July 27, 2007

Movie Review: Sunshine

Posted in Movies at 11:27 pm by Calico Jack

There hasn’t been a more ambitious film released this year than Sunshine, Danny Boyle’s sci-fi epic billing itself as this generation’s Solaris or 2001: A Space Odyssey. While not quite as masterful as either of those two classics, Sunshine is a thoroughly engrossing journey that flirts with greatness before jarring the audience with an ill-advised tonal change late into the final act. Yet even its missteps exhilarate rather than disenchant, and its thoughtful storytelling makes hash out of most other summer fare.

It is the year 2057, and the sun is dying — cooling off a few billion years sooner than expected, and plunging Earth into a solar winter that will eventually mark the extinction of the human race. Seven years ago, a crew set out from Earth on a spaceship loaded with nuclear material, hoping to jettison its cargo into the heart of the sun and reignite the star. They failed, and all were presumed lost. Now the Icarus II (a poorly named successor considering the mythology behind its origin), carrying an international crew of eight astronauts and scientists, is attempting to make the journey once more. It’s a thinly disguised suicide mission, as an incalculable number of variables must fit just so in order for the astronauts to return home safely. It’s also Earth’s last chance; the planet has been strip-mined to produce the Manhattan-sized bomb sitting in the Icarus‘s cargo bay. On their way to the surface of the sun, however, Icarus II picks up a signal from the derelict Icarus I. Now the crew are faced with a difficult decision: is it wise to risk the mission by making a detour when all of mankind depends on that bomb exploding inside the sun? And little do they know that far worse dangers are yet to come…

With Sunshine, Boyle has created a film that dazzles the eye while sparking the imagination, giving a sharp contrast between the sterile, blueish environment inside Icarus II and the deeply golden-hued brilliance outside the ship’s walls. The interior of the ship has all of the standard space-station fixtures: glossy white corridors, metal struts enwrapping the ship like a giant honeycomb, airlocks and bulkheads and even a hydroponic greenhouse, lovingly cared for by the ship’s biologist (Michelle Yeoh). But outside of Icarus II is where Sunshine’s visual spectacle lies: the sun, shown in all of its blazing, terrifying glory, is a character itself, pulsing with deadly energy even as it goes through its death throes. The audience is left to marvel at the radiance of our solar system’s lifegiver; but for Icarus‘s astronauts, one false move — a single step outside of the safe zone — will spell instant annihilation. This combination of beauty and lethality is almost a transcendental experience for the ship’s psych officer (Cliff Curtis), who spends his free time looking through a filtered pane at the sun’s surface ahead, wondering what an uninhibited view of the sun would do to a man’s soul.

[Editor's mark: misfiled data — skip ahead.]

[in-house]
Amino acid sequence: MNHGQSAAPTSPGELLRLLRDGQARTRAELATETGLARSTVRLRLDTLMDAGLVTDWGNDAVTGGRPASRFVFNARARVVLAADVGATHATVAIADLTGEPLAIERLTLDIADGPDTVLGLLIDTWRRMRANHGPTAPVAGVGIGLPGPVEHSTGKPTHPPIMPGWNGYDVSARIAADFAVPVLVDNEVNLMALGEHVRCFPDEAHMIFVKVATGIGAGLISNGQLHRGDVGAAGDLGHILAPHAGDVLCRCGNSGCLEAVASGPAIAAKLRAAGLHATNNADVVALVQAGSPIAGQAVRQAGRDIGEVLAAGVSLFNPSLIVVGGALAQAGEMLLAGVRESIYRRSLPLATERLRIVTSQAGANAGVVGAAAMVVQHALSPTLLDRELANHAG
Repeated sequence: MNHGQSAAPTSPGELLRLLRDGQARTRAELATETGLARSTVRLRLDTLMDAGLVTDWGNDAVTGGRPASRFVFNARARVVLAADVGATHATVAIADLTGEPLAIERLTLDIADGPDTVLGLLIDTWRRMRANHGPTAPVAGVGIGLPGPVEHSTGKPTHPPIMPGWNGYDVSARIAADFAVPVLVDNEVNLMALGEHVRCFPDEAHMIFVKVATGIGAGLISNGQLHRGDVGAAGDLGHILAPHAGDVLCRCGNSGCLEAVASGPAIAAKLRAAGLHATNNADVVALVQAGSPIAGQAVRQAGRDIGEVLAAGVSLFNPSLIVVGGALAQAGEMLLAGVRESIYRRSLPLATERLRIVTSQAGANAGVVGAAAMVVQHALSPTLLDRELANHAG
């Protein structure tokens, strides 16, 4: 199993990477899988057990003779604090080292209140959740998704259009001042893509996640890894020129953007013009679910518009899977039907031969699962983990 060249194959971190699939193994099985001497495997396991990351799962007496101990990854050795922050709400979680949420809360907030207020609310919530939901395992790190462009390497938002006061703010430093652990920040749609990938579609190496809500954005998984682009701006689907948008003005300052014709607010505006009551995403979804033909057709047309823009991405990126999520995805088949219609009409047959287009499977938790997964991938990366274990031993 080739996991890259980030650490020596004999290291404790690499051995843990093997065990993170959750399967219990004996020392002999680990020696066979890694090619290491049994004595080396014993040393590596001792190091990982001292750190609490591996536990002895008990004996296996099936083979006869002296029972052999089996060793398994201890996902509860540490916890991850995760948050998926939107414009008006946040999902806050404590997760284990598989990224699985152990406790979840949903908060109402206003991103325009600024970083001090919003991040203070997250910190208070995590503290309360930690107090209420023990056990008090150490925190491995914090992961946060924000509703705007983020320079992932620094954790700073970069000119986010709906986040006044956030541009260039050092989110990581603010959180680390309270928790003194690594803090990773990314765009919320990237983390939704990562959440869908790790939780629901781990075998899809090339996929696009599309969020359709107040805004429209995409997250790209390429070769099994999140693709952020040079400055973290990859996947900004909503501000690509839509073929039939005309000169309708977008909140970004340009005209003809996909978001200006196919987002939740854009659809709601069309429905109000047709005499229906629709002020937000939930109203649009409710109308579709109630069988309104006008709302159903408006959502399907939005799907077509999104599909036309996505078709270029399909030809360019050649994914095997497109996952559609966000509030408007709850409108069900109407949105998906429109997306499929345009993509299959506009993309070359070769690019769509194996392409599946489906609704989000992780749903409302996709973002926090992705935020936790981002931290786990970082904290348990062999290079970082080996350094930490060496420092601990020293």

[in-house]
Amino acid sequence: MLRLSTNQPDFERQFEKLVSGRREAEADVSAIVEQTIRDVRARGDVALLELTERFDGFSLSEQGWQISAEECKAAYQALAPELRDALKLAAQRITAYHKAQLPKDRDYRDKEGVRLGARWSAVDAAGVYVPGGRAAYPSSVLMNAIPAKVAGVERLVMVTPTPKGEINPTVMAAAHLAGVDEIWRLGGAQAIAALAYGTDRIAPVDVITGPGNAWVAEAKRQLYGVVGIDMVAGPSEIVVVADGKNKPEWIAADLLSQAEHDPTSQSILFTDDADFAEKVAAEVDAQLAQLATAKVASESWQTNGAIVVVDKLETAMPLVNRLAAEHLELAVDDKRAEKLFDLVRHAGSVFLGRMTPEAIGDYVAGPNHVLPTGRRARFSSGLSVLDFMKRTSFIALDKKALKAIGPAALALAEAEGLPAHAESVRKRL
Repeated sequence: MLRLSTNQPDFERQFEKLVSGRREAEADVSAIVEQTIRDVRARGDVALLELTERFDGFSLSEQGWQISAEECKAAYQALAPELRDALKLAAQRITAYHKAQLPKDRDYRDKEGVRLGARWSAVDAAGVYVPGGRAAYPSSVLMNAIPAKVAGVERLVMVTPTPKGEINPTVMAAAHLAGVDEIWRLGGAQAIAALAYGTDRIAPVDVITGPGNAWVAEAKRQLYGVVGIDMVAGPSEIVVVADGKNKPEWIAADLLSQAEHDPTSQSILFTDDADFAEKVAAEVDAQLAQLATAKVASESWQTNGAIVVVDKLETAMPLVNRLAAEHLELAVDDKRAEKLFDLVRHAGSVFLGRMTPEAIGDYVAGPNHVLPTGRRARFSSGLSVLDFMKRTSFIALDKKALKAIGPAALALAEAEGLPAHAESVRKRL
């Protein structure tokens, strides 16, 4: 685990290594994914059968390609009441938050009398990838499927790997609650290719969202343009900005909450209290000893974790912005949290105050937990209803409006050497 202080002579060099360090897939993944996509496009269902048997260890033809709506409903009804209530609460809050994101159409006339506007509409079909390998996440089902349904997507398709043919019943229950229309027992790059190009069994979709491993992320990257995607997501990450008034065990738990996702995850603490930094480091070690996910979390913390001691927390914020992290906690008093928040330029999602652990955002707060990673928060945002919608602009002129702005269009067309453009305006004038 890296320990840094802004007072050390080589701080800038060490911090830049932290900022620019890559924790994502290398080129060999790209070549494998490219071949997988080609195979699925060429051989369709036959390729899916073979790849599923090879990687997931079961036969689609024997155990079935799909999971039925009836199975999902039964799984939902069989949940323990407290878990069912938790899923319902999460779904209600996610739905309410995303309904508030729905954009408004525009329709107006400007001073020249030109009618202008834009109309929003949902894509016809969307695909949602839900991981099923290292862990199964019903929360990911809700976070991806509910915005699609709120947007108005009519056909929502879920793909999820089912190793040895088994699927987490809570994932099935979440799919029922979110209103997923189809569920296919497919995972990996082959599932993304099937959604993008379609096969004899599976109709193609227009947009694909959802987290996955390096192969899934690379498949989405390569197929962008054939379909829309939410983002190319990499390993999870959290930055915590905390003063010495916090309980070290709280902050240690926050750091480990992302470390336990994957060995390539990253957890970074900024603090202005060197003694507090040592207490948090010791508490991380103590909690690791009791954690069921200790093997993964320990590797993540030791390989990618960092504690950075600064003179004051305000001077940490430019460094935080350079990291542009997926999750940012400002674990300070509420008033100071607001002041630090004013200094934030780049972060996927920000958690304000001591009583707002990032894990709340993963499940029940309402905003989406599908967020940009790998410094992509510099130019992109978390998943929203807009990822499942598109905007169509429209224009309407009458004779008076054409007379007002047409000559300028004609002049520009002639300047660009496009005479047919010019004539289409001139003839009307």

None of the characters in Sunshine are movie superheroes. They exhibit all of the quirks and ragged emotions of humans under great stress, and sometimes fail accordingly. Physicist Robert Capa (Cillian Murphy), quiet and thoughtful, often clashes with pilot Mace (Chris Evans), a ruthlessly practical man intent on completing the mission regardless of the costs involved. Capa and Mace are meant to serve as counterpoints to Sunshine‘s most difficult problems, such as whether an innocent person should be sacrificed to save a few; but sometimes there are no good answers. And weighing down on all of the astronauts is the dawning realization that the chances for survival are constantly shrinking. As Cassie (Rose Byrne) says, “The only dream I ever have is the surface of the sun. Every time I shut my eyes…it’s always the same.”

Although it’s not quite as trippy as last year’s The Fountain, Sunshine also attempts to grapple with some metaphysical questions regarding man’s place in the universe. This is done somewhat less successfully than one might hope, since it’s largely a third-act device occurring only after Sunshine‘s sudden peripeteia. One can’t help but think that if Danny Boyle had pushed his film (and its characters) to their natural, terrifying breaking point, we would have been viewing a classic piece of science fiction. Instead, Sunshine is merely really good. Where lesser movies might fill the first half of a sci-fi film with unnecessary exposition, Sunshine grimly lays out the peril facing Icarus II‘s crew before getting out of its own way as mishaps occur, tensions rise, and a dreadful sense of foreboding casts a pall over the last few flickers of hope remaining for the crew. Its last fifteen or twenty minutes are of a much different mood than the rest of the film, but it still holds the audience on the edge of its collective seat. And several closing scenes are breathtaking in their cinematic ambition; if this film isn’t nominated for a cinematography Oscar I’ll be shocked. Sunshine is an intelligent, relentlessly gripping movie that dares to reach higher than most films would dream about. Even if it doesn’t quite attain those lofty goals, it’s still a remarkable piece of cinema.


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